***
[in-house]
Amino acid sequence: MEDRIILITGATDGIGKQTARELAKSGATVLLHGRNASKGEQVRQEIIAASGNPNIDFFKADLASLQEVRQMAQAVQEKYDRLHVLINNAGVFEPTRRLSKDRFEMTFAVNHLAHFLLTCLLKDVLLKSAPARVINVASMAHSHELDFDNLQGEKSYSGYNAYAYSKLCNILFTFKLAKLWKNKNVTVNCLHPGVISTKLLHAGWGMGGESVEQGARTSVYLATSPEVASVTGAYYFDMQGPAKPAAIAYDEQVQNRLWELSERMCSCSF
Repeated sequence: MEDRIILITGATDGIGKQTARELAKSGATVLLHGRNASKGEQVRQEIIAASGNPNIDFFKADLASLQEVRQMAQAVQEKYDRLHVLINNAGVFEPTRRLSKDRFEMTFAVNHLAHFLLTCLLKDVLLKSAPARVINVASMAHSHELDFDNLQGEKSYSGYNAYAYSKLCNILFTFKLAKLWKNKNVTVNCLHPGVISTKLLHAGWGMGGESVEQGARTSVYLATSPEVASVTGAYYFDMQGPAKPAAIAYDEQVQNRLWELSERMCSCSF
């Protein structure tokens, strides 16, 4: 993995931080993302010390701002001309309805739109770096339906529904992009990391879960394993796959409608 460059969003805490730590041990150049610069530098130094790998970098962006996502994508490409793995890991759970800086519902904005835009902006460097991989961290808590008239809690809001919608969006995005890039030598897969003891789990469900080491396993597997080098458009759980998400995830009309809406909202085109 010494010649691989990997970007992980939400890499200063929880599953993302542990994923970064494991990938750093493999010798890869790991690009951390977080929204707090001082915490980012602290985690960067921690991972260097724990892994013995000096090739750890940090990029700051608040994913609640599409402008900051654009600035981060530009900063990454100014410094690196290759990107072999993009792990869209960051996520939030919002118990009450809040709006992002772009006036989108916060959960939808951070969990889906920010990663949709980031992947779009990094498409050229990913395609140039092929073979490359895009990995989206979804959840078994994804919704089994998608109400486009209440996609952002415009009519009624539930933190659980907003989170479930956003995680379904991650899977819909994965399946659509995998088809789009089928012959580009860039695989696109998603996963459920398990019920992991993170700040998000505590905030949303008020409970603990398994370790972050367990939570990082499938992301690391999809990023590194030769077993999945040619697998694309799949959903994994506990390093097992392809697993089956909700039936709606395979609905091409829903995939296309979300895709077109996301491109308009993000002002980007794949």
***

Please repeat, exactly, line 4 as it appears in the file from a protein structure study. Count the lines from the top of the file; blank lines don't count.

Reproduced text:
């Protein structure tokens, strides 16, 4: 993995931080993302010390701002001309309805739109770096339906529904992009990391879960394993796959409608 460059969003805490730590041990150049610069530098130094790998970098962006996502994508490409793995890991759970800086519902904005835009902006460097991989961290808590008239809690809001919608969006995005890039030598897969003891789990469900080491396993597997080098458009759980998400995830009309809406909202085109 010494010649691989990997970007992980939400890499200063929880599953993302542990994923970064494991990938750093493999010798890869790991690009951390977080929204707090001082915490980012602290985690960067921690991972260097724990892994013995000096090739750890940090990029700051608040994913609640599409402008900051654009600035981060530009900063990454100014410094690196290759990107072999993009792990869209960051996520939030919002118990009450809040709006992002772009006036989108916060959960939808951070969990889906920010990663949709980031992947779009990094498409050229990913395609140039092929073979490359895009990995989206979804959840078994994804919704089994998608109400486009209440996609952002415009009519009624539930933190659980907003989170479930956003995680379904991650899977819909994965399946659509995998088809789009089928012959580009860039695989696109998603996963459920398990019920992991993170700040998000505590905030949303008020409970603990398994370790972050367990939570990082499938992301690391999809990023590194030769077993999945040619697998694309799949959903994994506990390093097992392809697993089956909700039936709606395979609905091409829903995939296309979300895709077109996301491109308009993000002002980007794949």